Conference Paper Review 11-02-2019
Coverage Path Planning with Realtime Re-planning for Inspection of 3D Underwater Structures
E. Galceran et al., ICRA 2014, Hong Kong, DOI: 10.1109/ICRA.2014.6907831
Coverage Path Planning (CPP) Is a task to find the optimal path for a given surface or shape for an agent to follow such that the agent covers the surface. This could be physical traversal, or in this case the coverage of a camera on an autonomous underwater vehicle (AUV). This paper presents a technique for online dynamic adjustments to a path as a result of sensor measurements while using a a-priori planned path as a prior.
Aims of the Paper
Introduces a novel replanning algorithm based on stochastic trajectory optimisation that reshapes a pre-computed path on the fly based on sensor data of a target structure. They demonstrate this method on autonomous underwater vehicles in conjunction with an offline coverage path planning method on 2.5D Bathymetric maps of the sea floor.
The method they have proposed is composed of two parts:
- Off-Line Coverage Path Planning
- Real-Time Replanning
The focus of this paper is explaining the real-time replanning portion of the method. The off-line coverage path planning method essentially takes a Bathymetric map of the contours of the target region (i.e. a depth map) and uses that to plan a coverage path. This is done by discretising the depths at which the robot can operate based on the vertical sensor range and a Boustrophondonic like path is planned in 3 dimensions around the depths at a desired distance from the target surface. This coverage path is then used as a prior or nominal path for the AUV to follow in its inspection task.
The purpose of the real-time replanning is then to incorporate fine grained details of the surface which may have been missed by the high level planner by using live sensor data to ensure that the desired distance is kept constant. This allows robustness to uncertainties in movement and surface. The methodology consists of two steps which are repeated on segments on the path until the coverage is complete:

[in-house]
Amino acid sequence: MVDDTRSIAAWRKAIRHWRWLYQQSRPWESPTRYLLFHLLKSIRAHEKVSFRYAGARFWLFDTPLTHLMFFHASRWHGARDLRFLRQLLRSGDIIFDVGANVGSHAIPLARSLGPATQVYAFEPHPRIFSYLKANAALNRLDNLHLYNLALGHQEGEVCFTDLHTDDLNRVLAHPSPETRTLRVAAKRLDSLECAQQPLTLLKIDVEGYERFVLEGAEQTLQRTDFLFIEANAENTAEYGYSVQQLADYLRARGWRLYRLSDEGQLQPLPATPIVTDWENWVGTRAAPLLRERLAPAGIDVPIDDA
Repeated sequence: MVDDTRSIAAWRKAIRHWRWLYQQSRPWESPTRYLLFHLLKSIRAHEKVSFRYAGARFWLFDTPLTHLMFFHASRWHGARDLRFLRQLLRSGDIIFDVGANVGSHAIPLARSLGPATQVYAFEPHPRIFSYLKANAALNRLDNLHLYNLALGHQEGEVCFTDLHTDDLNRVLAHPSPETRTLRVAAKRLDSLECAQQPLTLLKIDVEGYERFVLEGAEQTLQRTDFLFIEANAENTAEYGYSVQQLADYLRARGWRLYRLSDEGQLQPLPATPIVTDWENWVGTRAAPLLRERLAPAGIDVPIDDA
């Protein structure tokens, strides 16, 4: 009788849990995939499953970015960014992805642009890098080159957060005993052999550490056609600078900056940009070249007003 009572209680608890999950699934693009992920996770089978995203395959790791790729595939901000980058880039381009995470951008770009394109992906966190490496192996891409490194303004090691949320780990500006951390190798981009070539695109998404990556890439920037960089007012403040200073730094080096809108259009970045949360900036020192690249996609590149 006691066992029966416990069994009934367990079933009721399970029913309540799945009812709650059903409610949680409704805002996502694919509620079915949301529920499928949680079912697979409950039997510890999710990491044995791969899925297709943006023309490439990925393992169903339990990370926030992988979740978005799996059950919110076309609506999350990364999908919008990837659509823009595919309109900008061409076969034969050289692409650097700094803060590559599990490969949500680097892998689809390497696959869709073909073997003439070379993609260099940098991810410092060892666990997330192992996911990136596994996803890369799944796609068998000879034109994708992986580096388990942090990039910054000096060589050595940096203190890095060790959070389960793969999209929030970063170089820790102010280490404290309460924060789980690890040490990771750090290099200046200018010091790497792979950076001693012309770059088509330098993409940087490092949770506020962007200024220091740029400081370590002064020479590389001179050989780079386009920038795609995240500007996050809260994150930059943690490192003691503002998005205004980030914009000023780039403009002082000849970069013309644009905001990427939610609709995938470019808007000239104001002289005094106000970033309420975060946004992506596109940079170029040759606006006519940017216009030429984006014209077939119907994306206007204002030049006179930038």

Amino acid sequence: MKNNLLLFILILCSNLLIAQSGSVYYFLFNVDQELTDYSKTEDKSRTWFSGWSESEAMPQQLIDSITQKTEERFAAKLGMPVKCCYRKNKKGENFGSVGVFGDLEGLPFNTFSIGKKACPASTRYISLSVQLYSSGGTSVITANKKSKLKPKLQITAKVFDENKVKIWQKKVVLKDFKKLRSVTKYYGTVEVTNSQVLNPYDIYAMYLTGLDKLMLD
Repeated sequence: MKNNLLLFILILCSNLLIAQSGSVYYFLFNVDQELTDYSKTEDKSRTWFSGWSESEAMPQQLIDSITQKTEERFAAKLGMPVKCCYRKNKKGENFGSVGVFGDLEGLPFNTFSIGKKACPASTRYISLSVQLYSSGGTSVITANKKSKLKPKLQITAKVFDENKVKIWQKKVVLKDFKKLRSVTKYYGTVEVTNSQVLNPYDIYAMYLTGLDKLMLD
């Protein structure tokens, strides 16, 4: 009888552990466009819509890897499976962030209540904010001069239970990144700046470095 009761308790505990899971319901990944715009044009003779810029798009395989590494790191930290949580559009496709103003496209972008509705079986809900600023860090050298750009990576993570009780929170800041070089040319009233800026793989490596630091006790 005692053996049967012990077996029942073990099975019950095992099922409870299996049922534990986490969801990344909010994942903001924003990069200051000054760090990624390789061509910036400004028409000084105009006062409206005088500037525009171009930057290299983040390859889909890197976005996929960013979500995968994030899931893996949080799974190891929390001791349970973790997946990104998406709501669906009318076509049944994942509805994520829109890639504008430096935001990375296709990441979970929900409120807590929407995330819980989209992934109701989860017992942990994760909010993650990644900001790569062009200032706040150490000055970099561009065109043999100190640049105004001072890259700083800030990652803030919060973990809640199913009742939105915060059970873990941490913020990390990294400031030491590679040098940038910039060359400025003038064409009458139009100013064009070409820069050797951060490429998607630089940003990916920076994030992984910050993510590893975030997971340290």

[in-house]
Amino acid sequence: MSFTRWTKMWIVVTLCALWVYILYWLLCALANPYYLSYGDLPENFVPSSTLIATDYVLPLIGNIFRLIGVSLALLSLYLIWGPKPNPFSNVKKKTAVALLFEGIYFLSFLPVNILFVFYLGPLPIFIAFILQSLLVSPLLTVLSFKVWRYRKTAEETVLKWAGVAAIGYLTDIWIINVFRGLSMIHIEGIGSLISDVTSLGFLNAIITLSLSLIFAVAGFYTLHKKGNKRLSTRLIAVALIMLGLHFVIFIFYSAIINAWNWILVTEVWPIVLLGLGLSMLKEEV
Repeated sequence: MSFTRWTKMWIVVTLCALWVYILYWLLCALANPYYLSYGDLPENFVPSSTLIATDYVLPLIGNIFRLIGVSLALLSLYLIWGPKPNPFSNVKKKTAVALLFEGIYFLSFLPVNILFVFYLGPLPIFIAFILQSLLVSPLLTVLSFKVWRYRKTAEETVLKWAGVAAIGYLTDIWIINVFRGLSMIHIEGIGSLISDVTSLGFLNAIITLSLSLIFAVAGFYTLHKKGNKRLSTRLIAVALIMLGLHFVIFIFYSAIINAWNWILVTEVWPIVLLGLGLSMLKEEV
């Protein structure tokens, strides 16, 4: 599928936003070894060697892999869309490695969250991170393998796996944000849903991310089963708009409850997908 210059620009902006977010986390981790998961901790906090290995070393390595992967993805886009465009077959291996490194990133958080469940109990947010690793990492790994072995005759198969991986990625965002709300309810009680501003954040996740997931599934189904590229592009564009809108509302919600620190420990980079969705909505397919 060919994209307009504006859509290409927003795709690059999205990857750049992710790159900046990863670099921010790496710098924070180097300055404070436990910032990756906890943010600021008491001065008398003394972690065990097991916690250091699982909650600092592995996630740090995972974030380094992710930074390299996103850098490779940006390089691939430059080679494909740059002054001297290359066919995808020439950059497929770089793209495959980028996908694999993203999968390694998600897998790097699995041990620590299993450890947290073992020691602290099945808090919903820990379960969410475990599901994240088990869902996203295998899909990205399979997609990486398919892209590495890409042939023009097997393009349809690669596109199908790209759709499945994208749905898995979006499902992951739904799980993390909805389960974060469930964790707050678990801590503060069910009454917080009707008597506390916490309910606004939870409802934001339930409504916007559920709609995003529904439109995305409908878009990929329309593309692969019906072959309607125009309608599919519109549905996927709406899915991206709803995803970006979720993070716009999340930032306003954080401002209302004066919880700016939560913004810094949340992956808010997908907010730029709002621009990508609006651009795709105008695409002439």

- A segment of path is selected and the nominal path is drawn from memory.
- The STOMP (Stochastic Trajectory Optimisation for Motion Planning) algorithm is used to adapt the nominal path to the actual surface structure.
STOMP works by first generating several noisy trajectories based on the nominal trajectory. The linear combination of the noises at each timestep is then used to modify the trajectory where the weights are determined by the smoothness (linear acceleration) of the generated trajectory. This is repeated until the trajectory cost converges to a minima. The trajectory cost is determined by a combination of trajectory smoothness, and position error with respect to the desired distance from the surface. A parameter R determines the length of the trajectories which are passed to STOMP. This optimisation in this work only takes place on the flat 2D plane.
2 experiments of this method working on a real AUV - The Girona 500 - are then presented. The AUV in this instance was equipped with side-looking multibeam sonar and stereo cameras, hence a passing trajectory is all that is required for inspection. Results of inspections of a concrete breakwater and a large underwater boulder known as L’Amarrador are presented. In both we see that the replanning makes a significant difference to the AUV trajectory when compared to the nominal path. and almost enough data is collected in both instances to produce 3D models of the inspected subjects.
The author’s of this paper clearly convey and demonstrate a method which does indeed provide a solution to coverage path planning in uncertain environments. A short and succinct related work section suggests that previous work was used as inspiration for the random sampling method used in this work. This paper is a “part 2” to a previous paper on the off-line coverage path planning with which they provide an overview for. The explanation into the real-time replanning is well thought and and appears fairly complete with few questions raised by myself in reading.
The approach itself appears to be fairly intuitive and harks back to the plan/correct loop that is used in applications such as SLAM which is interesting. This is most apparent in the images of the planned route vs the actual replanned routes which appear to be rather different, although it is difficult to determine from their images which is better as no quantitative results are provided in the paper (percentage coverage, time taken, etc). Another observable effect is the jerkiness of the transition between optimised paths as can be seen by the white lines in figure 4. It appears that this is due to the requirement that at the end of a STOMP’d segment, a linear trajectory is added between the end of the segment and the start of the next one. Such a lumpy trajectory (which may be down to error in the case of the concrete block demonstrations with errors +/-2m) will be inefficient in terms of energy consumption and difficult in terms of manoeuvrability. Perhaps optimising overlapping trajectories to ensure smoothness at overlap points may be a solution.
Overall a relatively interesting paper that provides one method of solving the 3D coverage path planning under uncertainty solution. The ideas behind the paper are worth considering and I am surprised there are not more citations. The paper was well laid out and the method well explained. The experimentation could have done with more quantitative results either in simulation or reality which could prove the importance of the dynamic replanning. I would perhaps recommend that people interested in the CPP problem skim this paper for historical context and for the baseline ideas.